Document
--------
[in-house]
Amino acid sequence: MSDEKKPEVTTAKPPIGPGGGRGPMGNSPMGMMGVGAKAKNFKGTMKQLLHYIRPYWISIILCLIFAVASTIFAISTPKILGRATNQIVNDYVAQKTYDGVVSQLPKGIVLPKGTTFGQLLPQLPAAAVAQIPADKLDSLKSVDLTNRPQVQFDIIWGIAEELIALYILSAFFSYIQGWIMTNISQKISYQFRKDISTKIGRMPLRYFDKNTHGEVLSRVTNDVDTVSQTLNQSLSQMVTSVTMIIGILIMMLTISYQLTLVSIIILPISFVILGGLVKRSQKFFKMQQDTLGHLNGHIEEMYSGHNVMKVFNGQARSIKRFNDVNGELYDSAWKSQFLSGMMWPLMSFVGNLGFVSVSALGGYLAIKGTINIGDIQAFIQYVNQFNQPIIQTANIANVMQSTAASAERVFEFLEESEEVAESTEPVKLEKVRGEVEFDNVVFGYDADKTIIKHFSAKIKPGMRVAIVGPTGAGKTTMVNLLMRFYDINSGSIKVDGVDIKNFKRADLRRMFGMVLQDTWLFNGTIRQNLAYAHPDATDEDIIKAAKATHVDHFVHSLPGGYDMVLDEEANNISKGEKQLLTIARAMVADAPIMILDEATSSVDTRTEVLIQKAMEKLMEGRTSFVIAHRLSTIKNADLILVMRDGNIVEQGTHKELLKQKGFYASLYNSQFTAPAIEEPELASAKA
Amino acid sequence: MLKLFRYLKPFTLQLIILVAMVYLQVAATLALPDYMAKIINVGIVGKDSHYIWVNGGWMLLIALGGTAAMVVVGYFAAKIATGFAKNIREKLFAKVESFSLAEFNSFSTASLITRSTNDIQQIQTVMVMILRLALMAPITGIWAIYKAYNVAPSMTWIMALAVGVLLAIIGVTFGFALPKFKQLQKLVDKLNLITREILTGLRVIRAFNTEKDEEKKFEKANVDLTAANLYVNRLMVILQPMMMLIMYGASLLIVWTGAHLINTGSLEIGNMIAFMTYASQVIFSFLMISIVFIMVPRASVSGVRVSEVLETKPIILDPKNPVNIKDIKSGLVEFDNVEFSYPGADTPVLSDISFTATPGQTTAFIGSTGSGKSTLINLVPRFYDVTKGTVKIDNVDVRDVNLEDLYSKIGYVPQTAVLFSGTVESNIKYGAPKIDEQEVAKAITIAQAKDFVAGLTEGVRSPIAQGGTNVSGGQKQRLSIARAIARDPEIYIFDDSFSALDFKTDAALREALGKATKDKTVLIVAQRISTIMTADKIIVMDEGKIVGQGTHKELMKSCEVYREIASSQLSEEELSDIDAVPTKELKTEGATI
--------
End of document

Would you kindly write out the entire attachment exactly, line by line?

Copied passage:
[in-house]
Amino acid sequence: MSDEKKPEVTTAKPPIGPGGGRGPMGNSPMGMMGVGAKAKNFKGTMKQLLHYIRPYWISIILCLIFAVASTIFAISTPKILGRATNQIVNDYVAQKTYDGVVSQLPKGIVLPKGTTFGQLLPQLPAAAVAQIPADKLDSLKSVDLTNRPQVQFDIIWGIAEELIALYILSAFFSYIQGWIMTNISQKISYQFRKDISTKIGRMPLRYFDKNTHGEVLSRVTNDVDTVSQTLNQSLSQMVTSVTMIIGILIMMLTISYQLTLVSIIILPISFVILGGLVKRSQKFFKMQQDTLGHLNGHIEEMYSGHNVMKVFNGQARSIKRFNDVNGELYDSAWKSQFLSGMMWPLMSFVGNLGFVSVSALGGYLAIKGTINIGDIQAFIQYVNQFNQPIIQTANIANVMQSTAASAERVFEFLEESEEVAESTEPVKLEKVRGEVEFDNVVFGYDADKTIIKHFSAKIKPGMRVAIVGPTGAGKTTMVNLLMRFYDINSGSIKVDGVDIKNFKRADLRRMFGMVLQDTWLFNGTIRQNLAYAHPDATDEDIIKAAKATHVDHFVHSLPGGYDMVLDEEANNISKGEKQLLTIARAMVADAPIMILDEATSSVDTRTEVLIQKAMEKLMEGRTSFVIAHRLSTIKNADLILVMRDGNIVEQGTHKELLKQKGFYASLYNSQFTAPAIEEPELASAKA
Amino acid sequence: MLKLFRYLKPFTLQLIILVAMVYLQVAATLALPDYMAKIINVGIVGKDSHYIWVNGGWMLLIALGGTAAMVVVGYFAAKIATGFAKNIREKLFAKVESFSLAEFNSFSTASLITRSTNDIQQIQTVMVMILRLALMAPITGIWAIYKAYNVAPSMTWIMALAVGVLLAIIGVTFGFALPKFKQLQKLVDKLNLITREILTGLRVIRAFNTEKDEEKKFEKANVDLTAANLYVNRLMVILQPMMMLIMYGASLLIVWTGAHLINTGSLEIGNMIAFMTYASQVIFSFLMISIVFIMVPRASVSGVRVSEVLETKPIILDPKNPVNIKDIKSGLVEFDNVEFSYPGADTPVLSDISFTATPGQTTAFIGSTGSGKSTLINLVPRFYDVTKGTVKIDNVDVRDVNLEDLYSKIGYVPQTAVLFSGTVESNIKYGAPKIDEQEVAKAITIAQAKDFVAGLTEGVRSPIAQGGTNVSGGQKQRLSIARAIARDPEIYIFDDSFSALDFKTDAALREALGKATKDKTVLIVAQRISTIMTADKIIVMDEGKIVGQGTHKELMKSCEVYREIASSQLSEEELSDIDAVPTKELKTEGATI